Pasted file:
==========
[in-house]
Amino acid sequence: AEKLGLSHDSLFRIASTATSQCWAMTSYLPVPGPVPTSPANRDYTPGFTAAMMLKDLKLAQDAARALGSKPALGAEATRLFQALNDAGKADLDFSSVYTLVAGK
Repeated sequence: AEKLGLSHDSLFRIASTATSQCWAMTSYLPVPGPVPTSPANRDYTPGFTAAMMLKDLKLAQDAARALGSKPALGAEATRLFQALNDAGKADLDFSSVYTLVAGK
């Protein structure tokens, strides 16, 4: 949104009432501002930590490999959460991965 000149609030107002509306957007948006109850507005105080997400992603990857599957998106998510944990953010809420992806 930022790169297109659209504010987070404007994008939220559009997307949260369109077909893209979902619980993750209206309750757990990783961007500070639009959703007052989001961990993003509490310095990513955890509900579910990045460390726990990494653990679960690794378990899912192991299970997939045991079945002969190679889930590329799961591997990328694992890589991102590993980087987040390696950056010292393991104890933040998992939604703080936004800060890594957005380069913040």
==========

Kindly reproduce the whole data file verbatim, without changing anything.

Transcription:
[in-house]
Amino acid sequence: AEKLGLSHDSLFRIASTATSQCWAMTSYLPVPGPVPTSPANRDYTPGFTAAMMLKDLKLAQDAARALGSKPALGAEATRLFQALNDAGKADLDFSSVYTLVAGK
Repeated sequence: AEKLGLSHDSLFRIASTATSQCWAMTSYLPVPGPVPTSPANRDYTPGFTAAMMLKDLKLAQDAARALGSKPALGAEATRLFQALNDAGKADLDFSSVYTLVAGK
């Protein structure tokens, strides 16, 4: 949104009432501002930590490999959460991965 000149609030107002509306957007948006109850507005105080997400992603990857599957998106998510944990953010809420992806 930022790169297109659209504010987070404007994008939220559009997307949260369109077909893209979902619980993750209206309750757990990783961007500070639009959703007052989001961990993003509490310095990513955890509900579910990045460390726990990494653990679960690794378990899912192991299970997939045991079945002969190679889930590329799961591997990328694992890589991102590993980087987040390696950056010292393991104890933040998992939604703080936004800060890594957005380069913040």